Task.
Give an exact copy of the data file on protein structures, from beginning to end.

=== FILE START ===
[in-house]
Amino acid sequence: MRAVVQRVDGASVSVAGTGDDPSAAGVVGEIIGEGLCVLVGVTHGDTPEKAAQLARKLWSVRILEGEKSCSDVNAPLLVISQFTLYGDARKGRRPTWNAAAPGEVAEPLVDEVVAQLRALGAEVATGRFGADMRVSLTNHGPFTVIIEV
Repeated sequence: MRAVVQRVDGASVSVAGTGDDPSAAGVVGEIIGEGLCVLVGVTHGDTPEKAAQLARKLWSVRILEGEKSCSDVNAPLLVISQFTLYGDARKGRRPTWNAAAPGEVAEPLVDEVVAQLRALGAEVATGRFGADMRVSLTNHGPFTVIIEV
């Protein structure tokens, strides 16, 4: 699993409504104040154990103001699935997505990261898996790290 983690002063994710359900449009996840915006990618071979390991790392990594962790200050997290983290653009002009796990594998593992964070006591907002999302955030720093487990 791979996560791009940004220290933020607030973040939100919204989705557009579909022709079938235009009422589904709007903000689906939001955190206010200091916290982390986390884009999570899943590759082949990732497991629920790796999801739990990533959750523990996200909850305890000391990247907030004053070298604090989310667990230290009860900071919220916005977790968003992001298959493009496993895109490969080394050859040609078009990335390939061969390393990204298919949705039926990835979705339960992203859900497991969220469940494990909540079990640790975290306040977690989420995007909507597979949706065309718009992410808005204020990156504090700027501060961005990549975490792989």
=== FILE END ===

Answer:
[in-house]
Amino acid sequence: MRAVVQRVDGASVSVAGTGDDPSAAGVVGEIIGEGLCVLVGVTHGDTPEKAAQLARKLWSVRILEGEKSCSDVNAPLLVISQFTLYGDARKGRRPTWNAAAPGEVAEPLVDEVVAQLRALGAEVATGRFGADMRVSLTNHGPFTVIIEV
Repeated sequence: MRAVVQRVDGASVSVAGTGDDPSAAGVVGEIIGEGLCVLVGVTHGDTPEKAAQLARKLWSVRILEGEKSCSDVNAPLLVISQFTLYGDARKGRRPTWNAAAPGEVAEPLVDEVVAQLRALGAEVATGRFGADMRVSLTNHGPFTVIIEV
């Protein structure tokens, strides 16, 4: 699993409504104040154990103001699935997505990261898996790290 983690002063994710359900449009996840915006990618071979390991790392990594962790200050997290983290653009002009796990594998593992964070006591907002999302955030720093487990 791979996560791009940004220290933020607030973040939100919204989705557009579909022709079938235009009422589904709007903000689906939001955190206010200091916290982390986390884009999570899943590759082949990732497991629920790796999801739990990533959750523990996200909850305890000391990247907030004053070298604090989310667990230290009860900071919220916005977790968003992001298959493009496993895109490969080394050859040609078009990335390939061969390393990204298919949705039926990835979705339960992203859900497991969220469940494990909540079990640790975290306040977690989420995007909507597979949706065309718009992410808005204020990156504090700027501060961005990549975490792989």